• Also in “The Empire Strikes Back”, the ship barely escapes between the closing teeth of the giant space worm
  • Also in “The Empire Strikes Back”, R2D2 repairs the hyperdrive mere seconds before the Falcon can be pulled in by a Star Destroyer tractor beam at the climatic end-of-movie escape sequence
  • In “Return of the Jedi”, Lando Calrissian and Nien Nunb barely pilot the Falcon free of the onrushing explosion of Death Star Mk. II at the end of that film

Ultimately, the in-plot reason can be boiled down to this: it isn’t until the third movie, “Return of the Jedi”, that Han Solo becomes a true hero of the Rebel Alliance. Throughout “The Empire Strikes Back”, or perhaps up until his first true love kiss with Princess Leia just before being frozen in Carbonite, Han Solo remains a self-reliant smuggler and rogue.

(For more details on the Millenium Falcon in particular, the Wookiepedia article is really quite interesting: http://starwars.wikia.com/wiki/M… )

This answer originally appeared on Quora: During the battle on Hoth between the rebel forces (who are trying to protect their evacuation) and the imperial troops, why doesn’t Han help Luke and the others defend against the AT-AT Walkers?

Deano’s answer to: “What were the battle dynamics of the Imperial attack on Hoth?”

Question Details: I don’t understand why the attack failed, and why the rebels were able to escape. Part of this involves the mistake that the general made re: pulling out of hyperspace too early. I don’t understand that element, but I think there is more to understand re: what happened.

Let me start by correcting you a bit, with a scene from The Empire Strikes Back between General Veers and Darth Vader:

VEERS
My lord, the fleet has moved out
of light-speed. Com-Scan has
detected an energy field protecting
an area around the sixth planet of
the Hoth system. The field is
strong enough to deflect any
bombardment.

VADER
(angrily)
The Rebels are alerted to our
presence. Admiral Ozzel came out
of light-speed too close to the
system.

VEERS
He felt surprise was wiser…

VADER
He is as clumsy as he is stupid.
General, prepare your troops for a
surface attack.

VEERS
Yes, my lord.

It’s glossed over pretty quickly as you mentioned, but here’s a basic tactical summary, based on my personal experiences in Extraterrestrial Defense and FTL Navigation Principles:

Hyperspace travel consumes and radiates an enormous amount of energy for even a single ship – note the bright “flash” of light whenever a ship drops back to relativistic speeds in the movies. These energy bursts should thus be easy to detect, and probably form the basis of most tactical naval intelligence in the Star Wars universe.

It stands to reason, as well, that placement of the detection equipment could have an enormous effect on the total range of such sensors… And, since the Rebel Alliance is trying to hide their presence completely on Hoth, it also makes sense that they would not use any orbital, or even system-wide detection satellites for the job – since doing so would allow the Empire to surmise a hostile presence of some kind without needing to engage in costly and time-consuming searches by Probots.

So, we’re left with the following: planetary surface dishes/arrays which, like our own Earth-side radio and optical telescopes, have a much shorter effective range compared to space-based equivalents, and which have a much harder time picking smaller, subtler signals from the noise created by the atmosphere, solar radiation, etc.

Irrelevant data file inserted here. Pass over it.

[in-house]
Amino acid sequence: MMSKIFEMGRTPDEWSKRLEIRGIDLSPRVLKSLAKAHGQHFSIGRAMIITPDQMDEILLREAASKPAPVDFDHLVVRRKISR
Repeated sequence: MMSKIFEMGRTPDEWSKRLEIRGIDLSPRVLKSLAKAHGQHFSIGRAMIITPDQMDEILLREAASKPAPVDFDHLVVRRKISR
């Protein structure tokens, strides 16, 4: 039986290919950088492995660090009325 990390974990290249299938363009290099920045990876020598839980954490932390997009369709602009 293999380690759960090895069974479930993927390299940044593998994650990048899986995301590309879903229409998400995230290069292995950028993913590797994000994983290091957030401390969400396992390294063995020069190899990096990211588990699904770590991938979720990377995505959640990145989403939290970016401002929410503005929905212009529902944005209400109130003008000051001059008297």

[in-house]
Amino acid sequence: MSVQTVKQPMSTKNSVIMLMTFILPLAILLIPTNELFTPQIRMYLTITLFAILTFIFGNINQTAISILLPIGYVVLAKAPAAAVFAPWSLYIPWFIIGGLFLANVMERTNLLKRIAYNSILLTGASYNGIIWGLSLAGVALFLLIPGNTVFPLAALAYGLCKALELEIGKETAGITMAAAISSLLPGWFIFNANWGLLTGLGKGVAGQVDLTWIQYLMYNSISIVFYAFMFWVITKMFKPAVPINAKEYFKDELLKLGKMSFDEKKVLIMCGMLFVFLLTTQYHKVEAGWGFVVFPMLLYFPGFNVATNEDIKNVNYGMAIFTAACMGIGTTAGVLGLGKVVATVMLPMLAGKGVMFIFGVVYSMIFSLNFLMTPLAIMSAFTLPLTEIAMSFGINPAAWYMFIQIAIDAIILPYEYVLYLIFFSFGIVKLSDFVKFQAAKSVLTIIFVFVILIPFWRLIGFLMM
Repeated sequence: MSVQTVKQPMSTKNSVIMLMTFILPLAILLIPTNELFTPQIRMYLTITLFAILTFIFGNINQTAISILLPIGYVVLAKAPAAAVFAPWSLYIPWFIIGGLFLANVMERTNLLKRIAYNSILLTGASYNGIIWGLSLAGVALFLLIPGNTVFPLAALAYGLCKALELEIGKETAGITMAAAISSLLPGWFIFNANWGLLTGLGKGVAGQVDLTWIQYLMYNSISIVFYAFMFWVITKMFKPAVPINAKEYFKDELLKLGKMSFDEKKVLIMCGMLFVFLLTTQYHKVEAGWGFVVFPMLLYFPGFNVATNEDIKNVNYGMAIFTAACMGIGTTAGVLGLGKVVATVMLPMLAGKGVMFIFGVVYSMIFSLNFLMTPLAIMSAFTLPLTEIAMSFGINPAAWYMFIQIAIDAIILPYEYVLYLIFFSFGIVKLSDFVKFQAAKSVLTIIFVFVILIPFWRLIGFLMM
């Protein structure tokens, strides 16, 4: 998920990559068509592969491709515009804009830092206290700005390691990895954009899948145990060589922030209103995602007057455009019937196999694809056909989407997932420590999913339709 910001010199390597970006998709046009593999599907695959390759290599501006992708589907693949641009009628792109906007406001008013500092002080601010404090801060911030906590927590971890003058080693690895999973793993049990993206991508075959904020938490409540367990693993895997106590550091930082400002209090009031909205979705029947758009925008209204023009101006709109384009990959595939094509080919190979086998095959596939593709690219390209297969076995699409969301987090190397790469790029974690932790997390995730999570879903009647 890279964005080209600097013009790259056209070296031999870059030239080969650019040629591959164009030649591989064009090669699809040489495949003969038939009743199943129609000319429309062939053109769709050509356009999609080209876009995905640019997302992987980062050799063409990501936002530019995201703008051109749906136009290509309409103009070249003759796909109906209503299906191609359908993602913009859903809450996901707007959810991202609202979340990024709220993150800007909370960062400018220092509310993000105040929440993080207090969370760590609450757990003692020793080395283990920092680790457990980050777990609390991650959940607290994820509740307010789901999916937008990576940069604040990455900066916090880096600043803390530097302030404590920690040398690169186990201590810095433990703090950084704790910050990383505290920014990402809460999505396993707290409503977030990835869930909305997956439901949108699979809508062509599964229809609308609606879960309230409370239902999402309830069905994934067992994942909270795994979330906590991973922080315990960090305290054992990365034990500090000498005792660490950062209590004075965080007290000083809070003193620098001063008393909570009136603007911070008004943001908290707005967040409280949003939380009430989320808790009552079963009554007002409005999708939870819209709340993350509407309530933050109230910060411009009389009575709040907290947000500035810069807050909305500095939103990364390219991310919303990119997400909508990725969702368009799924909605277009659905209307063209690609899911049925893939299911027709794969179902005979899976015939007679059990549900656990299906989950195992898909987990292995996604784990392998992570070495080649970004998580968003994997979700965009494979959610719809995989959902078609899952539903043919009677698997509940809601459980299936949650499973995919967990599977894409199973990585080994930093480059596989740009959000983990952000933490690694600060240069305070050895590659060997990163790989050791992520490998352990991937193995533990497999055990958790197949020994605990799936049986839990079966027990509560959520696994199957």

With all of the above as background, I submit the following:

By exiting hyperspace too close to the planet/system, the Rebels on Hoth were able to detect the incoming fleet of Star Destroyers, giving them time to raise their energy shield, and force the Empire into a more costly ground engagement.

If Admiral Ozzel had, instead, opted to exit from hyperspace further out – say 5-10 AU, it’s likely that the hyperspace signatures of the fleet would’ve escaped detection, which in turn would’ve allowed them to approach slowly, and fire a large, concentrated, and continuous barrage of beam and impact weaponry – or perhaps even going the most sophisticated/stealthy route, and towing large rocks from the nearby asteroid belt, and hitting the rebel base with them(*).

As for the attack itself failing:

It again is a result of poor asphyxiated Ozzel’s gaffe – the Empire went from simply interdicting/capturing/destroying the Rebels at their whim, to needing to make a more obvious frontal assault on their shield generators.

This in turn allowed the Rebels to enact counter-strategies in advance based on the most likely scenario – AT-AT walkers supported by speeders and ground troops. This may also explain why the snowspeeders are all equipped with magnetic grapple guns – if you think about it for a moment, there doesn’t seem to be too many other potential military uses for such, and if it was a wholly-improvised solution imagined by Luke Skywalker, it is unlikely that the filament cabling would’ve been “randomly up to the task” of tripping up a blaster-proof metal beast with 30′ legs.

These delaying tactics, plus a concerted defense of the shield generators, would possibly allow for the comparatively calm/orderly retreat depicted in the movie.

(* Even a near-miss by a 1km-wide boulder travelling at, say, .0001c (or, as I call it, “mach 90“) at impact, would cause such apocalyptic damage that any survivors would likely expire within minutes if not hours – and the dust and ash thrown skyward would drastically hamper the operation of any air or spacecraft which subsequently attempted to leave the surface – think a couple thousand Eyjafjallajokull-level volcanic eruptions occurring simultaneously, and you get the idea.)

This answer originally appeared on Quora: What were the battle dynamics re: the Imperial attack on Hoth?